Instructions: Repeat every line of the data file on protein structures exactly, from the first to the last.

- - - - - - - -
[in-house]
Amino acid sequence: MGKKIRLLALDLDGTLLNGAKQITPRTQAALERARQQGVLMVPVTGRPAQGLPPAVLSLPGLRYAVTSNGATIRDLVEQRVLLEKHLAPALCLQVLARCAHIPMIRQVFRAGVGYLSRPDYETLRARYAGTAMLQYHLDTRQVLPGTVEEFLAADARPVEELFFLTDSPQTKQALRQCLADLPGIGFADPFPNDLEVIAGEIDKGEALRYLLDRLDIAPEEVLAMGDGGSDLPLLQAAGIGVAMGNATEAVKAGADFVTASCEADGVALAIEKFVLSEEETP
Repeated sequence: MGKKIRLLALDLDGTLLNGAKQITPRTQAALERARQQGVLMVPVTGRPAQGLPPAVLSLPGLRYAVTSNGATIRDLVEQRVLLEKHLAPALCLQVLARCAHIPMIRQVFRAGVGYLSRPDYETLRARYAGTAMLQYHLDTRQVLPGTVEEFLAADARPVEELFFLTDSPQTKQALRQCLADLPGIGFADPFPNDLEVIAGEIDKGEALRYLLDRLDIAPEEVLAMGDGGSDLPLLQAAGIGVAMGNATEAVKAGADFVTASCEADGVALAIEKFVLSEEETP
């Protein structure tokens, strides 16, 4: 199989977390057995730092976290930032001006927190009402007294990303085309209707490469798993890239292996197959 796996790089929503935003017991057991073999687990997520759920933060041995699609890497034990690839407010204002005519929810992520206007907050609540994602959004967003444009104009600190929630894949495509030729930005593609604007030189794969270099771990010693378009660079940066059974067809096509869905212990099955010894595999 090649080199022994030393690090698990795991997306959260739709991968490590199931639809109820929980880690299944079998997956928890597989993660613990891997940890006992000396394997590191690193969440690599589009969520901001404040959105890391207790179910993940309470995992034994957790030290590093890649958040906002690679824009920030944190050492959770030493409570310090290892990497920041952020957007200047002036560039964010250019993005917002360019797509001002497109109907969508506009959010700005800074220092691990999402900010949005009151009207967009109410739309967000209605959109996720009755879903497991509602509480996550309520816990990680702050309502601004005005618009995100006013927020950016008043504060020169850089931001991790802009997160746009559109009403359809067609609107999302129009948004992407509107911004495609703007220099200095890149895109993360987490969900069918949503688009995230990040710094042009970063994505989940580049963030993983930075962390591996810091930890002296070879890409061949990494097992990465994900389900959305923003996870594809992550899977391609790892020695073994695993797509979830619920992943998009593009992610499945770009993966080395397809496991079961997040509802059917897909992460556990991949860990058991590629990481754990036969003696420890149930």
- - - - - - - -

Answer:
[in-house]
Amino acid sequence: MGKKIRLLALDLDGTLLNGAKQITPRTQAALERARQQGVLMVPVTGRPAQGLPPAVLSLPGLRYAVTSNGATIRDLVEQRVLLEKHLAPALCLQVLARCAHIPMIRQVFRAGVGYLSRPDYETLRARYAGTAMLQYHLDTRQVLPGTVEEFLAADARPVEELFFLTDSPQTKQALRQCLADLPGIGFADPFPNDLEVIAGEIDKGEALRYLLDRLDIAPEEVLAMGDGGSDLPLLQAAGIGVAMGNATEAVKAGADFVTASCEADGVALAIEKFVLSEEETP
Repeated sequence: MGKKIRLLALDLDGTLLNGAKQITPRTQAALERARQQGVLMVPVTGRPAQGLPPAVLSLPGLRYAVTSNGATIRDLVEQRVLLEKHLAPALCLQVLARCAHIPMIRQVFRAGVGYLSRPDYETLRARYAGTAMLQYHLDTRQVLPGTVEEFLAADARPVEELFFLTDSPQTKQALRQCLADLPGIGFADPFPNDLEVIAGEIDKGEALRYLLDRLDIAPEEVLAMGDGGSDLPLLQAAGIGVAMGNATEAVKAGADFVTASCEADGVALAIEKFVLSEEETP
């Protein structure tokens, strides 16, 4: 199989977390057995730092976290930032001006927190009402007294990303085309209707490469798993890239292996197959 796996790089929503935003017991057991073999687990997520759920933060041995699609890497034990690839407010204002005519929810992520206007907050609540994602959004967003444009104009600190929630894949495509030729930005593609604007030189794969270099771990010693378009660079940066059974067809096509869905212990099955010894595999 090649080199022994030393690090698990795991997306959260739709991968490590199931639809109820929980880690299944079998997956928890597989993660613990891997940890006992000396394997590191690193969440690599589009969520901001404040959105890391207790179910993940309470995992034994957790030290590093890649958040906002690679824009920030944190050492959770030493409570310090290892990497920041952020957007200047002036560039964010250019993005917002360019797509001002497109109907969508506009959010700005800074220092691990999402900010949005009151009207967009109410739309967000209605959109996720009755879903497991509602509480996550309520816990990680702050309502601004005005618009995100006013927020950016008043504060020169850089931001991790802009997160746009559109009403359809067609609107999302129009948004992407509107911004495609703007220099200095890149895109993360987490969900069918949503688009995230990040710094042009970063994505989940580049963030993983930075962390591996810091930890002296070879890409061949990494097992990465994900389900959305923003996870594809992550899977391609790892020695073994695993797509979830619920992943998009593009992610499945770009993966080395397809496991079961997040509802059917897909992460556990991949860990058991590629990481754990036969003696420890149930």